SXSW has always and continues to be a festival that brings diverse, creative, and imaginative artists from all over into one centralized location for our entertainment. This year, the festival is online, but that does not affect the quality or the demand for this festival.
One of the most anticipated films is a reimagined Romeo and Juliet, a play by Shakespeare. In this updated revision R#J reaches the modern audiences with its use of diverse actors, technology, social media, and revised storytelling. The basic storyline remains relatively unchanged: two families at war, two lovers from different households in love, and two deaths that happen on screen.
In this modernized version, what truly stands out is its use of the self-absorbed “me” culture. Many of us find a need to document every moment of our lives and post them on social media for the world to see. In order to do this, we utilize social media and broadcast our every emotion online. This allows everyone to see aspects of our lives that we want others to see —sometimes for the better and others not so much. All this is done for our own specific need to be seen and heard.
On the off chance that Romeo and Juliet was not studied by the viewer, the story has the key elements intact, but updated for our generation. Romeo and his crew crash Juliet’s party, but in this version, Juliet is Mexican and is celebrating the life her mother had before her passing. This is a party, but it is also filled with mourning. In a sense, it is similar to Dia de los Mertos (Day of the Dead). Romeo and his friends paint their faces to represent the traditional skulls that many have come to associate with Mexican culture. With their face painted and disguises on, they document their experience and air it for their followers.
The director of this creative vision is Carey Williams. Writer, editor, and director just to name a few things he does, he continues to astonish the world with his works. R#J is his full-length film, and it does not disappoint. In this work, he has collected a large number of actors of color. The cast includes talents like Romeo (Camaron Engels), the brilliant Juliet (Francesca Noel), the brave Mercutio (Siddiq Saunderson), the colorful Benvolio (RJ Cyler), and the helpful Nancy (Maria Gabriela de Faria). My personal favorite is Diego Tinoceo (Tybalt). His performance in On My Block is nothing but wonderful, and this production is no exception. As Tybalt, he is just amazing. He not only captures the essence of the character, but somehow manages to make this character seem more relatable than maybe even the titular characters.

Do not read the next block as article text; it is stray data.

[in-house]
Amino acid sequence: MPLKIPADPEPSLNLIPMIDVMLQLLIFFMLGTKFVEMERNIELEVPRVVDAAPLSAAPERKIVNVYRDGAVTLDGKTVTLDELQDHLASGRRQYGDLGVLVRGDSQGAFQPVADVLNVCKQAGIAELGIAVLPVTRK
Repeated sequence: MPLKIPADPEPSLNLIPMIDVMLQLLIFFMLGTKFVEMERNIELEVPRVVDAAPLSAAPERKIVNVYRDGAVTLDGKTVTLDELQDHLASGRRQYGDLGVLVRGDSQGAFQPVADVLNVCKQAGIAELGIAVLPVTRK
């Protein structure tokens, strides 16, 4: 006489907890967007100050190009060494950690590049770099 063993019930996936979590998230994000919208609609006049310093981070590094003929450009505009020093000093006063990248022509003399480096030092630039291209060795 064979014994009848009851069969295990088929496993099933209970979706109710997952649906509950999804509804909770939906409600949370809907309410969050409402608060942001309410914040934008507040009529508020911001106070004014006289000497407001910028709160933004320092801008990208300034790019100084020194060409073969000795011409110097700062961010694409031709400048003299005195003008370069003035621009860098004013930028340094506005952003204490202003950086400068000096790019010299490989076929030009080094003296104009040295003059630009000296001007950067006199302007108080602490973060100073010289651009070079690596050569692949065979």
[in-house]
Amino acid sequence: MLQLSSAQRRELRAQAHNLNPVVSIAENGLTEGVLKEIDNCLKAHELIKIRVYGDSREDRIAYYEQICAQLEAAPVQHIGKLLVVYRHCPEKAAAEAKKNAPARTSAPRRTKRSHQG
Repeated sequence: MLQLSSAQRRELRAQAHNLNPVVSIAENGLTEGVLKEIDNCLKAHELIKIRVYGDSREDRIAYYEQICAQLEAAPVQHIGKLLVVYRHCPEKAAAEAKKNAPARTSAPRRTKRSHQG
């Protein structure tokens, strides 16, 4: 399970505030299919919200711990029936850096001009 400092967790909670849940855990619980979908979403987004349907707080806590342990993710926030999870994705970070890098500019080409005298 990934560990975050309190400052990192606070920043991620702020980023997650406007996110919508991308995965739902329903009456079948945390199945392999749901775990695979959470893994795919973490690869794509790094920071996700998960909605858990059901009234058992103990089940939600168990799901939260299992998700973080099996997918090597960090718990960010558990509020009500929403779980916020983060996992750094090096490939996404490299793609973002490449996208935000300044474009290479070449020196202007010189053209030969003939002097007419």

What William and his writers have done here is nothing but a plus for diverse actors. This retelling stars two families, Montague and Capulet, Brown and Black families feuding with one another. The language used is mostly derived from the original text, but it has modern words sprinkled in both the spoken word, as well as in the written forms that show up in the social media posts like Instagram.
In the opening scene of the film, Romeo turns on his camera phone and is attempting to take a few photos to find the perfect snapshot to send to Rozaline. Comedically, his first few attempts bomb, but soon after he finds the perfect one and sends it along with a message. Romeo’s crew is soon introduced in a creative mashup filled with pictures and music. This is soon followed with Juliet’s own mashup. This is not only imaginative but is a great way to introduce characters while keeping it lively.
While there are a lot of great things to enjoy about this film, there is one major concern. The writers take creative liberties when it comes to the original work. This is not in and of itself a bad thing, and often these creative differences impact the work in great ways. However, the teacher in me feels that the ending is something should have remained untouched. The leadup to it is innovative, but what it loses is what made the play so magical. The ending is surprise I wasn’t ready for. It seemed to scream PSA more than anything else.
The overall film is entertaining from start to finish. With great music, dance moves, a party, and a love interest, what’s not to enjoy? This re-imagined work proves that Shakespeare’s stories are still as relevant in today’s time as they were when they were first written, proving that love is still a powerful force to bring people together across all walks of life.
R#J is currently screening at the SXSW Film Festival. The 2021 SXSW film festival will run virtually online March 16–20, 2021
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Donnie Lopez is a gay Latino/Hispanic social and political commentator, writer, entertainment journalist, and professor. He writes on topics that affect Hispanic/Latino culture. With his novel insight, veracity, and sense of humor, he entertains as well as educates the world.